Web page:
Weight Loss Mistakes Most Women Make

Sunday, January 6, 2013
You might have more motivation than anyone else to lose weight. You may munch on healthy snacks. You probably count calories. You try to exercise as much as possible. But still the number on the scale refuses to decrease. What are you doing wrong?

Here are seven dieting mistakes you could be making. While each one seems fairly innocent, added together they can really sabotage your weight loss efforts.

1. Consuming Too Many Calories
There are two ways to consume too many calories. First, you know your goal and repeated go over it. Or, you could have the wrong goal to begin with. How many calories should you really be consuming each day?

According to a recent study by the American Dietetic Association, only 11% of Americans correctly estimate their ideal daily calorie requirements. The rest overestimate.

Figure out the right intake for you and your activity level. If you think you should be consuming a maximum of 2,000 calories each day and the real number is 1,800, those extra 200 calories will cause you to keep 20 unwanted pounds.

2. Assuming You Are Burning More Calories Than You Actually Are
Most women are kept pretty busy. As a result, we assume our daily routine torches more calories than it really does. For example, a simple trip to the mall is usually quite the production. Schlepping kids in and out of the car, hauling shopping bags from one end of the building to the other and then unloading everything when you get home burns a whopping…400 calories. That is about a tenth of a pound. Not nearly the workout you imagined, huh?

While 400 calories is better than nothing, there are simple ways to make your every day activities more of a workout. Studies show short bursts of intense activity burn more calories. The next time you take the kids to the park to walk around, keep your normal pace for about five minutes. Then, for a solid minute, crank up the speed to a brisk walk. After the minute, take the pace back to a comfortable walk. Keep repeating this schedule and you’ll burn 30% more calories.

3. Not Being Mindful of Portion Sizes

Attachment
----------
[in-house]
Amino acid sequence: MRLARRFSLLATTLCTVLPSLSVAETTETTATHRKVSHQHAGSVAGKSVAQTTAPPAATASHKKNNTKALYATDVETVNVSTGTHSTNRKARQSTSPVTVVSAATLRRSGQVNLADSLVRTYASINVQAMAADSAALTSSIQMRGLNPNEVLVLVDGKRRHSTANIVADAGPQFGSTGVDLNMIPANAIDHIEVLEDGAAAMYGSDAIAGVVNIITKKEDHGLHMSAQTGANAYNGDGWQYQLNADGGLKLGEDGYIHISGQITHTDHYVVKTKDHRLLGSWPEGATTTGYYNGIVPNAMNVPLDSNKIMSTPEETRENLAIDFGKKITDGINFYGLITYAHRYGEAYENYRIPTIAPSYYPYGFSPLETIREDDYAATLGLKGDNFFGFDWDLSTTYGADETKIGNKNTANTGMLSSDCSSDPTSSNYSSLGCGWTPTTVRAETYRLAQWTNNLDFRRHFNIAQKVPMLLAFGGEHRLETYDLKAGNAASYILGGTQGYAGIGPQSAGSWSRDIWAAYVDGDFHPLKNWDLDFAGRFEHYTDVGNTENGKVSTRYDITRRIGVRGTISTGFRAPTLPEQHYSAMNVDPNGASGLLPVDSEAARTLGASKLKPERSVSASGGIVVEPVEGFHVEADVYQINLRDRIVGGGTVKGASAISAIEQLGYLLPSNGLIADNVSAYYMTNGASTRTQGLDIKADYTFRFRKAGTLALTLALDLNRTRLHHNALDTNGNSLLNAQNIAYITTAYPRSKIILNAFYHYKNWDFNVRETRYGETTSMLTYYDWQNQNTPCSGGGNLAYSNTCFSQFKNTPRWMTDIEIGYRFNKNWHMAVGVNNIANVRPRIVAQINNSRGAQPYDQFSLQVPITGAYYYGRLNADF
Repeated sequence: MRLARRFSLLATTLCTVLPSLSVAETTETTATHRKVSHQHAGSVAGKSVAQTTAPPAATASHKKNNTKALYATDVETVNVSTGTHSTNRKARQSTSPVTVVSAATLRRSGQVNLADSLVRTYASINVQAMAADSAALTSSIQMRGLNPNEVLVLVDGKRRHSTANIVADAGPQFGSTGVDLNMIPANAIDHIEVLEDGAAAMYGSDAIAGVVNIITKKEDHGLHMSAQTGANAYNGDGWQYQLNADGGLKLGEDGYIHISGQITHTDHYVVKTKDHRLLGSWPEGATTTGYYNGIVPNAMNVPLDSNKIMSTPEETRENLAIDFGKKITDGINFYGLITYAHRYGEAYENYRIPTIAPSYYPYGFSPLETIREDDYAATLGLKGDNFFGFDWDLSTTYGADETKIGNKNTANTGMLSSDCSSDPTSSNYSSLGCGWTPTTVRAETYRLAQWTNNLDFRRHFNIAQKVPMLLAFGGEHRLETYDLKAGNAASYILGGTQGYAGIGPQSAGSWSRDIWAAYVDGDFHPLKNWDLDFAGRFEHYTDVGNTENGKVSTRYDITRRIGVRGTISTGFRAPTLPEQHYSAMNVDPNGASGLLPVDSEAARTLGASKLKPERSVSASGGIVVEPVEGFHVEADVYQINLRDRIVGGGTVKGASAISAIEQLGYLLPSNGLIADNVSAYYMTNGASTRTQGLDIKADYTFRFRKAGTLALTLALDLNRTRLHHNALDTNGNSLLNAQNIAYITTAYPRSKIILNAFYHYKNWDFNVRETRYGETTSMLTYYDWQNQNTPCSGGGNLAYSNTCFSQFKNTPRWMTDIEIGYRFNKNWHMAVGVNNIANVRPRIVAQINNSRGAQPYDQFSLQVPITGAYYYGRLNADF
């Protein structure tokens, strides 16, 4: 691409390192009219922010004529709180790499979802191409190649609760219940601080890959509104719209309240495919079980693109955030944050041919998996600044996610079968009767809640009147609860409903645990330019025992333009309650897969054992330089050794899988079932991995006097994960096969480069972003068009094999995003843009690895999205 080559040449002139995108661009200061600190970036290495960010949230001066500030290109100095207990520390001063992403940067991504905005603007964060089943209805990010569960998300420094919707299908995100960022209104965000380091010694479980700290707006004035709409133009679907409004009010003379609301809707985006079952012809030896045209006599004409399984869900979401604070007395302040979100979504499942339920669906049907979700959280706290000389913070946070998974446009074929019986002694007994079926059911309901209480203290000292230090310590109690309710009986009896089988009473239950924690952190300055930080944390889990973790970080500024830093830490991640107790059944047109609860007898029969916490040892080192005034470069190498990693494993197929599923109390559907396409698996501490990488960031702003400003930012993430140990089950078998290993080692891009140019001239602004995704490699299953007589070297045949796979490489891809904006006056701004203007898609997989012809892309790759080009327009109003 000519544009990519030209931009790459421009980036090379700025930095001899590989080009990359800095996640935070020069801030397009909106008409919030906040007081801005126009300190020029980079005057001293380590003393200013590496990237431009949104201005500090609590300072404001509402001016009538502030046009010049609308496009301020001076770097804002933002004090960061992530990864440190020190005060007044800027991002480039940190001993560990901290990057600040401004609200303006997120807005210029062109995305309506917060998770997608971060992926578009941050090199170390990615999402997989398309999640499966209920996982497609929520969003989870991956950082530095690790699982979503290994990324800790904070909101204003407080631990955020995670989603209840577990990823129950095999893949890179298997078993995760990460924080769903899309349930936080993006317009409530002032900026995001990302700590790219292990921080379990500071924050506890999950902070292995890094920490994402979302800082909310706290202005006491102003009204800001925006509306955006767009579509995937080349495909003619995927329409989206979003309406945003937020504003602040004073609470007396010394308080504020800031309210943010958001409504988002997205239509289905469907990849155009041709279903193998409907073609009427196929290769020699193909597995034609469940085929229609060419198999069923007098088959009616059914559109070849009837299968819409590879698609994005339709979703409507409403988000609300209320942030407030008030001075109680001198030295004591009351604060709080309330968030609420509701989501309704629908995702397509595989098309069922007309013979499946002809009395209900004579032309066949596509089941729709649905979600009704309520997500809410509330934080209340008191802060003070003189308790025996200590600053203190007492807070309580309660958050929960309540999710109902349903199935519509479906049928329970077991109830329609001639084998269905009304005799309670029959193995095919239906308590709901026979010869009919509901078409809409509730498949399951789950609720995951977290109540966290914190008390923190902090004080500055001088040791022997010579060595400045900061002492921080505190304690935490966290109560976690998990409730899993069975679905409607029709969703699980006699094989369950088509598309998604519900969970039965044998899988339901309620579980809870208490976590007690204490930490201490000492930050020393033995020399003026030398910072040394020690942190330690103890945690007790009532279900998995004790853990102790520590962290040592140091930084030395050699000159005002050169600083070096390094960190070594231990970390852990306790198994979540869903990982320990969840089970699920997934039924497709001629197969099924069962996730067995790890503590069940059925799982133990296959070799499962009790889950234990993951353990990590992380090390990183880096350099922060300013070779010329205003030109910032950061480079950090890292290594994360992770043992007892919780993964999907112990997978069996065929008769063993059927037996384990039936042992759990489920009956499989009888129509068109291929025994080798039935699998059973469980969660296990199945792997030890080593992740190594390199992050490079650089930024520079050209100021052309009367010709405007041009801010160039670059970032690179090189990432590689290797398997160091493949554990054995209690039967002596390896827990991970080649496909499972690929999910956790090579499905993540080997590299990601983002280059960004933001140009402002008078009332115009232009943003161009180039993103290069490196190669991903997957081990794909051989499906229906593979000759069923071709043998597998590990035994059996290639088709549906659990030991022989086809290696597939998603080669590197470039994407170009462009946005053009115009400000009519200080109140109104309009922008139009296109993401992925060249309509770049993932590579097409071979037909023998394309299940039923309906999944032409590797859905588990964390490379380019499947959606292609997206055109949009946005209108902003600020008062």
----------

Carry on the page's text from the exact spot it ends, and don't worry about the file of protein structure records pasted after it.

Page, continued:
By now, you have probably kicked most of your unhealthy eating habits. Your high-calorie snacks have been replaced with healthier options. However, just because the food is packed with nutrients doesn’t mean you can eat more of it.

Be mindful of the recommended serving sizes of the following healthy foods:
• A serving of chopped fruits or vegetables should be about the size of a baseball.
• A serving of nuts or shredded cheese should be about the size of a golf ball.
• A serving of rice or pasta should be about the size of your fist.
• A serving of lean meat should be about the size of a deck of cards.

4. Choosing the “Healthiest” Item on the Menu
Image this scenario. You and your girlfriend are at the mall shopping and swing by the food court for lunch. You make a beeline for the sandwich shop, opting for a nice, healthy turkey sandwich. Your girlfriend meets you at the table with two slices of pizza. Who has fewer calories? She probably does.

Your turkey sandwich has the potential to be healthier. However, the focaccia bread, cheese, and mayo pack an unhealthy punch.

Before going out to eat, check the restaurant’s website. Most dining establishments share nutritional information about their dishes online. At the very least, be familiar with the lowest calorie options at all your favorite restaurants. That way, you are always prepared if someone your with insists on making a quick pit-stop.

5. Buying Diet Foods
Many people see “fat-free,” “low-fat,” or “sugar-free” and think they have made a wise purchase. However, that is rarely the case.

Those diet foods often have the same amount of calories as – or just slightly less than – the regular version. However, instead of paying attention to the fine print, dieters trust the large-print marketing schemes. As a result, they feel more inclined to eat larger portions - usually twice as much as normal – of the food because it is “healthier.”

Instead, go ahead and purchase the full-fat version. Don’t totally deprive yourself of the food items you love. If you do, you are just setting yourself up for failure. Eventually you’ll cave; when you do, you’ll seriously overeat. Give yourself the occasional treat; just be mindful of the portion size.

6. Doing a Million Crunches
Most women want a toned tummy. To get it, they do a gazillion crunches. Sure, this will probably work – your ab muscles will be toned. But if you don’t burn the layer of fat keeping them hidden, no one will ever see your ab muscles.

To burn your belly fat, try interval training. Alternate between high intensity and toned down bursts of cardio activity. This will burn more calories – and fat – than a steady paced workout.

7. Not Counting All Your Calories

Are you a sampler? You grab a spoonful of dough while baking cookies. You snag a handful of popcorn from your husband’s bucket at the movies. You steal a corner of your daughter’s brownie while helping with her homework. Did you count all those calories? Sure, they might not be much. But added together, those unaccounted for calories can cause a lot of damage.

Try to avoid eating while you are distracted. Don’t eat your dinner in front of the TV. Walk away from the computer before getting an afternoon snack. And chew gum while you’re cooking. We tend to eat more when we are focused on other tasks.

Well, what do you think? Have you suffered any of these dieting set-backs? Could one of these situations be the cause of your unshed pounds?

Guest author Jane Allen is a health blogger. She regularly writes about various health, fitness and weight loss topics. Recently, she has been researching how B12 injections  can provide extra energy for interval training.

1 comment:

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